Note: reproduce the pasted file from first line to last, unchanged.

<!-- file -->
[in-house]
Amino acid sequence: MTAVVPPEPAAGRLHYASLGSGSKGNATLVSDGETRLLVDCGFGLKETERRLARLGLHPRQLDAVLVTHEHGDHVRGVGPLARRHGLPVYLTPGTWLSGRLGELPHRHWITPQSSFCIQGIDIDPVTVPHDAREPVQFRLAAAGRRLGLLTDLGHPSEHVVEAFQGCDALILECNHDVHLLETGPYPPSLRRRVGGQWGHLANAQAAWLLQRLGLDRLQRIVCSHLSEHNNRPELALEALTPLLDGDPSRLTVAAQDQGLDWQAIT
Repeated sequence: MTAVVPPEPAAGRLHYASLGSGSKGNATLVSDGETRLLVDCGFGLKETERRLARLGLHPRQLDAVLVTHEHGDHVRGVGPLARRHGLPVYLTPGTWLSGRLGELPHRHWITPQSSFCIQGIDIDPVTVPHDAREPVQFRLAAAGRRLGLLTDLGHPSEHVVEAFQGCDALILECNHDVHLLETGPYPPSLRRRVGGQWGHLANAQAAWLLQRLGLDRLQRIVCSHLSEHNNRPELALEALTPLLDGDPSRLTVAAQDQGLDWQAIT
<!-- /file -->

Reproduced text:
[in-house]
Amino acid sequence: MTAVVPPEPAAGRLHYASLGSGSKGNATLVSDGETRLLVDCGFGLKETERRLARLGLHPRQLDAVLVTHEHGDHVRGVGPLARRHGLPVYLTPGTWLSGRLGELPHRHWITPQSSFCIQGIDIDPVTVPHDAREPVQFRLAAAGRRLGLLTDLGHPSEHVVEAFQGCDALILECNHDVHLLETGPYPPSLRRRVGGQWGHLANAQAAWLLQRLGLDRLQRIVCSHLSEHNNRPELALEALTPLLDGDPSRLTVAAQDQGLDWQAIT
Repeated sequence: MTAVVPPEPAAGRLHYASLGSGSKGNATLVSDGETRLLVDCGFGLKETERRLARLGLHPRQLDAVLVTHEHGDHVRGVGPLARRHGLPVYLTPGTWLSGRLGELPHRHWITPQSSFCIQGIDIDPVTVPHDAREPVQFRLAAAGRRLGLLTDLGHPSEHVVEAFQGCDALILECNHDVHLLETGPYPPSLRRRVGGQWGHLANAQAAWLLQRLGLDRLQRIVCSHLSEHNNRPELALEALTPLLDGDPSRLTVAAQDQGLDWQAIT